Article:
Seven years ago, I was in the throes of postpartum depression and anxiety. At its worst, it made me feel and think awful things. It would grab hold of one single thought and would multiply it by a hundred. It was a relentless voice that told me that things weren’t ok even when there wasn’t anything actually wrong. It twisted my insides tighter than a rubber ball until I couldn’t breathe. It brought me to tears when I had to make simple decisions like that one time when I was in the grocery store and I had to pick out apples.
As if my life depended on it…
Do I go with the red ones or the green ones?
In other words, it turned me into a terrified mess of emotions ranging from rage to crushing depression.
I was quickly placed under the care of a psychiatrist and was put on medications. Unfortunately, treating a mental illness such as postpartum depression and anxiety isn’t as easy as treating a headache. You can’t just pop a pill and take a nap and poof it’s magically gone. It takes time and a lot of work that you, yes you, the patient have to do.
This was quite the rude awakening for me when my psychiatrist had suggested I try meditation/mindfulness in conjunction with my medications.
I remember blankly staring at him with my sweating armpits, my boobs still lactating, my hair falling out, and a list of ways that google told me I was going to die on seventeen different occasions – “You want me to meditate?”
He gave me the rigmarole that it has been proven that meditation is excellent for your health and has the ability to reduce the symptoms of depression, anxiety, and pain.
Yeah, yeah, yeah, ok, at that point I was willing to try anything.
Initially, meditation was not an easy thing to master and truthfully, it was almost impossible at first because my mind was racing with too many thoughts. What I found through trial and error was that I was able to benefit from a type of meditation called guided meditation. Guided meditation is simply “meditation with the help of a guide”. All you have to do is sit or lie down comfortably, close your eyes and follow the voice instructions.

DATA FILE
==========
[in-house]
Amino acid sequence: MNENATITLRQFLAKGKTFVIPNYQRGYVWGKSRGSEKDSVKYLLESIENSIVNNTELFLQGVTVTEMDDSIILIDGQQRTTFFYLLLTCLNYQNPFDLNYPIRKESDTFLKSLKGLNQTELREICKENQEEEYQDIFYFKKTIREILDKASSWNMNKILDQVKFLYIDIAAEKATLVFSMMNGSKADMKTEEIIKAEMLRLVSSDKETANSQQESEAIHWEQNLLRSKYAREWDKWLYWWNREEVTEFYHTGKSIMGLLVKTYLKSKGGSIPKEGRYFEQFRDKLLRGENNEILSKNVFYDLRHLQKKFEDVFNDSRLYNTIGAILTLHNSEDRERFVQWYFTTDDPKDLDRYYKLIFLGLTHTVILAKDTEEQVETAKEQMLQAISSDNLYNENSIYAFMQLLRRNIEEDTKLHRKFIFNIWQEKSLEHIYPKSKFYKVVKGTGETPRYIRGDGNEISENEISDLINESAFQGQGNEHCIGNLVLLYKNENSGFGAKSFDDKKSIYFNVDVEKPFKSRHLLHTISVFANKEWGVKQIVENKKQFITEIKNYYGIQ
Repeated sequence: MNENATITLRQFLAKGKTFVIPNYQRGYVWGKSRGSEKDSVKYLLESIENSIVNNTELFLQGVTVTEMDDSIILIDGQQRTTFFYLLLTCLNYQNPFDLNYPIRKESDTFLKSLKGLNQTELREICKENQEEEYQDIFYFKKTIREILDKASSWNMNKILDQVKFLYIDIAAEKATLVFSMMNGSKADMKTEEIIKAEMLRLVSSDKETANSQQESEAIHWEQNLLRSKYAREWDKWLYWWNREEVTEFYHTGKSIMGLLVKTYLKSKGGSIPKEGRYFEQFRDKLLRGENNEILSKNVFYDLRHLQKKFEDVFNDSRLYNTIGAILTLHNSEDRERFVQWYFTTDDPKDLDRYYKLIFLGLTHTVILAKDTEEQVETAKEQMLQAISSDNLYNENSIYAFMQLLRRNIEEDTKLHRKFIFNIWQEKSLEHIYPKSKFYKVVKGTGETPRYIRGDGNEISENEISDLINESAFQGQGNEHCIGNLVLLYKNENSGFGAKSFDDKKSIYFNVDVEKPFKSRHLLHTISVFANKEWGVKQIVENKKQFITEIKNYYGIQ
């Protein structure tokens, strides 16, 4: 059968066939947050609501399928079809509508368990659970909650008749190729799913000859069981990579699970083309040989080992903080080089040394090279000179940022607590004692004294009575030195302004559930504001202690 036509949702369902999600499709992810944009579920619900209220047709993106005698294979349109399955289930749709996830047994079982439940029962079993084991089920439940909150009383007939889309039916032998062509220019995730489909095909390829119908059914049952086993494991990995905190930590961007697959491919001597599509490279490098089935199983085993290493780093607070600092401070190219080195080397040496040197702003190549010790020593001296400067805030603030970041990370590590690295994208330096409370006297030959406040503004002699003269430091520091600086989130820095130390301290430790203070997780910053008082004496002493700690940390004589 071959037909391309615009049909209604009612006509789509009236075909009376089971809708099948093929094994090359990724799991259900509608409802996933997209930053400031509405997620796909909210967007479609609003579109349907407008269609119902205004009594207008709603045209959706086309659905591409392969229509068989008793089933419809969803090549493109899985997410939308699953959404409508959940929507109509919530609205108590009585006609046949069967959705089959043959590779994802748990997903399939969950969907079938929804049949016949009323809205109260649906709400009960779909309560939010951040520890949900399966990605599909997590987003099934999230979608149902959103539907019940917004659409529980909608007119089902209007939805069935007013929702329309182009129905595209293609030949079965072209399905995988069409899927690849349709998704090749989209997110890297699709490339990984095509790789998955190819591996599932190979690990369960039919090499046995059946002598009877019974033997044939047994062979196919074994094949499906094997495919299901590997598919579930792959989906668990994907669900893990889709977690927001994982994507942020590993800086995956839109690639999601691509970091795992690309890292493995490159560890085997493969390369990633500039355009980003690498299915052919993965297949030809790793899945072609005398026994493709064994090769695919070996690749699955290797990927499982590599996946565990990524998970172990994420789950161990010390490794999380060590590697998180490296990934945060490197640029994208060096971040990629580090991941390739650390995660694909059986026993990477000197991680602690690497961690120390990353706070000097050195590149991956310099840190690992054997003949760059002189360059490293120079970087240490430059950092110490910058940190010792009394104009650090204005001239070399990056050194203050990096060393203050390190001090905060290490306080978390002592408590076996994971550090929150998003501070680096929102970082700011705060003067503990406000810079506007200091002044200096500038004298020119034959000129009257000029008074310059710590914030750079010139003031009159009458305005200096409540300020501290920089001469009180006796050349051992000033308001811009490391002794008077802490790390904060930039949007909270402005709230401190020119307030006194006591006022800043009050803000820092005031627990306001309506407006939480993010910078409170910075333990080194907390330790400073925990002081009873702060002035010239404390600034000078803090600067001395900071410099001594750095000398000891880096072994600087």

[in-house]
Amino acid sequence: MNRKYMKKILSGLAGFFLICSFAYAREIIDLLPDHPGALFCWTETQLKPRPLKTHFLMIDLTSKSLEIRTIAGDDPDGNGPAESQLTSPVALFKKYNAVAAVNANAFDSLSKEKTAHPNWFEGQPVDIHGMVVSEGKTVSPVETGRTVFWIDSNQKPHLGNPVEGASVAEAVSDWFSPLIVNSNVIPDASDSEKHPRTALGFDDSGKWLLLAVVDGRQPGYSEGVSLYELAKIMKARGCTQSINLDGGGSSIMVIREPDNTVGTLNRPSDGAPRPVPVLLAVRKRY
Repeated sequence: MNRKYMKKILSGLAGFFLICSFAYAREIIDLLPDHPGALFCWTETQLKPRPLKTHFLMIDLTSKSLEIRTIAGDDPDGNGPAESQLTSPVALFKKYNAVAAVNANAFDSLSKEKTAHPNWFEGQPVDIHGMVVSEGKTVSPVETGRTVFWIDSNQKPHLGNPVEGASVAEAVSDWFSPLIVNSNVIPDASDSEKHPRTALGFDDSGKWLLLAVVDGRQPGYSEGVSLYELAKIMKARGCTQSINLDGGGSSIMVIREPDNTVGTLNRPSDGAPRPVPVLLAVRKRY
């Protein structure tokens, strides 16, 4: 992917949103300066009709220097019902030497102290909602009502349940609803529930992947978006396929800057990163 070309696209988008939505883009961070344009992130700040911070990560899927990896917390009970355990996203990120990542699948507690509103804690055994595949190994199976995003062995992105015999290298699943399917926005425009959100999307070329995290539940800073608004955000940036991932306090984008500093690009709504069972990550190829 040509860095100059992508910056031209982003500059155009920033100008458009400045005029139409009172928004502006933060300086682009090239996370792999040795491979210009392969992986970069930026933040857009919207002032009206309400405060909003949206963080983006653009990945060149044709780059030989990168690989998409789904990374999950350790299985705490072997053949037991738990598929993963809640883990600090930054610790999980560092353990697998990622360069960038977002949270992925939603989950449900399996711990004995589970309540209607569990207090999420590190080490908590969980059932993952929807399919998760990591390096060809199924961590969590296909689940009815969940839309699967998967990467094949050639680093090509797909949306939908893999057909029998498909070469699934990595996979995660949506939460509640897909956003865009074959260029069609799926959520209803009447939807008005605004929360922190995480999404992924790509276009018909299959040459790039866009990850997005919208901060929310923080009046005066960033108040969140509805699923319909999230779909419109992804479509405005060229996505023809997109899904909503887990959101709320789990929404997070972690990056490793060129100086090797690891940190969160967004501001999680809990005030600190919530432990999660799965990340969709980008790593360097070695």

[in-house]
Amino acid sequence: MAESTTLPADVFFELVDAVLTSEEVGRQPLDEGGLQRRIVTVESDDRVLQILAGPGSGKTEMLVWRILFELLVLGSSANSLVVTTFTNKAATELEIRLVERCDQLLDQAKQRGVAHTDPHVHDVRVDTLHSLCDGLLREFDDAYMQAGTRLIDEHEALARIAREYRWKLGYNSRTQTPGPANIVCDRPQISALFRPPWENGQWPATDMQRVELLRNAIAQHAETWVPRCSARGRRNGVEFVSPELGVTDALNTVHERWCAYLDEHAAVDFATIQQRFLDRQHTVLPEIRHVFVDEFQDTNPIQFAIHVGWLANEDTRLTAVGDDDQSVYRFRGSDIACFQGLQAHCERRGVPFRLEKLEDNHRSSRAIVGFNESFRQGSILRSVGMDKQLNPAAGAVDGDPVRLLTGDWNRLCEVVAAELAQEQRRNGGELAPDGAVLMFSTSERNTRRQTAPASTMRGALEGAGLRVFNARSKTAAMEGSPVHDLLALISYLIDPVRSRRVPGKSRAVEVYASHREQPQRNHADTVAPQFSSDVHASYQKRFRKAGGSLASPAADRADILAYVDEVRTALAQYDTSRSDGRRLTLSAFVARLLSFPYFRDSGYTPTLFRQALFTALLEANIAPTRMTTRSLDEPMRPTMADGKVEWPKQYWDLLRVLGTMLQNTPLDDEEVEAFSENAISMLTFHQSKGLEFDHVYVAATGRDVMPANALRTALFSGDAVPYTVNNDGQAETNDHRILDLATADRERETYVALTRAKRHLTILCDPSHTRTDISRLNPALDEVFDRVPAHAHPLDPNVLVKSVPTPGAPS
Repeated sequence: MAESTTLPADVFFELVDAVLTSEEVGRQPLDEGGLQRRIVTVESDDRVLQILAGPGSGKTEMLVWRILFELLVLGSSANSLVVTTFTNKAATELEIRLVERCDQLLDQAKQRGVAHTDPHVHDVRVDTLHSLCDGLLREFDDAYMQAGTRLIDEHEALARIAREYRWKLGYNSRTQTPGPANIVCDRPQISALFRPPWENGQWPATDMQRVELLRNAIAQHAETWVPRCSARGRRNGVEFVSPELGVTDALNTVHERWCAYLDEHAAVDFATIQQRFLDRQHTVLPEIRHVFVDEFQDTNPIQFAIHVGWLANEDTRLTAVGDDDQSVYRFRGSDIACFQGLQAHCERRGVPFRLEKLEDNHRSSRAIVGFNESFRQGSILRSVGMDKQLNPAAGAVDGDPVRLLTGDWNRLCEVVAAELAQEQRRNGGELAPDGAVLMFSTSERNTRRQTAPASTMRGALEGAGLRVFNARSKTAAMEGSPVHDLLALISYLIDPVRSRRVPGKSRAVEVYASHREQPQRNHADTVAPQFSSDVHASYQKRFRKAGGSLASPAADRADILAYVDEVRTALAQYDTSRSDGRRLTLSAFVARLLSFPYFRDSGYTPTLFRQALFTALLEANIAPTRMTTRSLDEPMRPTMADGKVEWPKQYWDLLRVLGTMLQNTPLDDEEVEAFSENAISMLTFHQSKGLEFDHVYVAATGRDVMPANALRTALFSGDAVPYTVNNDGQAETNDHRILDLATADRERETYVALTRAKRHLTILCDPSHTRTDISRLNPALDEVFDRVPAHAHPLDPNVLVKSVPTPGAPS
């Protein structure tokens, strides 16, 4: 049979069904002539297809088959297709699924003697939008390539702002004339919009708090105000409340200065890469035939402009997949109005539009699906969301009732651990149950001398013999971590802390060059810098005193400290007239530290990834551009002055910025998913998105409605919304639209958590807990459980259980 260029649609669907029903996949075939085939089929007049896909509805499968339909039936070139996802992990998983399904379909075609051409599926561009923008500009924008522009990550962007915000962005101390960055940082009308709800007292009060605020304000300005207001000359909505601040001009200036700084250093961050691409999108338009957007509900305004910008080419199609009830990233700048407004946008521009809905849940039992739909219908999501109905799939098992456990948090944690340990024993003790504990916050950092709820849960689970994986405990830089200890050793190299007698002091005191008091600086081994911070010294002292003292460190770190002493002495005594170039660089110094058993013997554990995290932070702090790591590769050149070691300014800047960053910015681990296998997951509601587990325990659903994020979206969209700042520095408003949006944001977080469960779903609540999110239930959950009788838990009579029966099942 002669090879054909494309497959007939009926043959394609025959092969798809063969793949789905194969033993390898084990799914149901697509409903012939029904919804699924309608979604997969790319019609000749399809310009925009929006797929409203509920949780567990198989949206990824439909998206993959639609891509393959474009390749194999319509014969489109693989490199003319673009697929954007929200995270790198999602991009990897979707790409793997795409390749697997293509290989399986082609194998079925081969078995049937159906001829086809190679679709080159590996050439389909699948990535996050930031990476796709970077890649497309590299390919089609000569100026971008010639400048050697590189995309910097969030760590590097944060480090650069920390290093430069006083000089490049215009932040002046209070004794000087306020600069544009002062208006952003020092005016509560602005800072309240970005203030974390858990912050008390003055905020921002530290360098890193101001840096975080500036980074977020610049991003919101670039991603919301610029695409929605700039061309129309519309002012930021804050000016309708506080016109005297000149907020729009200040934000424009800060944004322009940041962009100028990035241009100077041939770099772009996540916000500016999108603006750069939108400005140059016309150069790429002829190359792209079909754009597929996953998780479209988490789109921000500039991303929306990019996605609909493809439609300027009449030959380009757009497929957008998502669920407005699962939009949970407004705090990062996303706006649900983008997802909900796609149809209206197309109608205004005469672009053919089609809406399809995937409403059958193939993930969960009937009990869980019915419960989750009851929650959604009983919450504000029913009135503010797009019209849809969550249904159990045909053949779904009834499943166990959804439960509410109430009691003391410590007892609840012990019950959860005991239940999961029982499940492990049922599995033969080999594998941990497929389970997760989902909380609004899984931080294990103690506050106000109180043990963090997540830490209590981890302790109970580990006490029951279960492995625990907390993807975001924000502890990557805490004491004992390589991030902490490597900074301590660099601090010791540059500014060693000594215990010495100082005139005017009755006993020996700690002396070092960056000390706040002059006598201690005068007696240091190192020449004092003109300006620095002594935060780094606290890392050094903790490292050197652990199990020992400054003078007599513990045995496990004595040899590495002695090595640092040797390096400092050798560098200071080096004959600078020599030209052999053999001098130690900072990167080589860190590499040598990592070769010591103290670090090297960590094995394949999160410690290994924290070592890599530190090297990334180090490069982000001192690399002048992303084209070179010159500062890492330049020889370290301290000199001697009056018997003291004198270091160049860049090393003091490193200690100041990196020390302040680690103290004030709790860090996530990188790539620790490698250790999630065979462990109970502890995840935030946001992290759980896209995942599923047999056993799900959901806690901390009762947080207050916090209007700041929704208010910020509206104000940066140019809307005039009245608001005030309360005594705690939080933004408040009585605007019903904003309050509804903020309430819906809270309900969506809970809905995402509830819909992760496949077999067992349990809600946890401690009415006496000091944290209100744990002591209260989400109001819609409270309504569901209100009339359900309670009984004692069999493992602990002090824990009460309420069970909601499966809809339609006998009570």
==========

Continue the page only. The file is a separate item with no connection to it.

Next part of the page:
I come out of it feeling lighter and my mind clearer.
Today, seven years later, I still take medications to treat my anxiety and bipolar disorder but I also practice meditation as an adjunct therapy. I truly love it.
For those of you wanting to try meditation, here are a few helpful tips:
- Choose A Time To Mediate
Start with short sessions at first (15-20 minutes) at least once a day.
- Find a Comfortable Area and Get into a Comfortable Position
You will typically see people meditating in an upright seated position with perfect posture, but this isn’t physically possible for everyone. Get comfortable.
- Focus On Your Breathe
Your main goal is to focus your attention on your breath as you breathe in and out.
- Acknowledge Your Thoughts
No matter how quiet you want your brain to be, your brain will continue to do its own thing. Acknowledge your thoughts and then bring your focus back on to your breath.
- Fight The Urge To Sleep
I am guilty of falling asleep on numerous occasions. It happens, but do try to remain awake.
Meditating is difficult at first, but with practice, it does get easier. Keep trying and do it often.
Written by Kimberly
Have you tried meditation?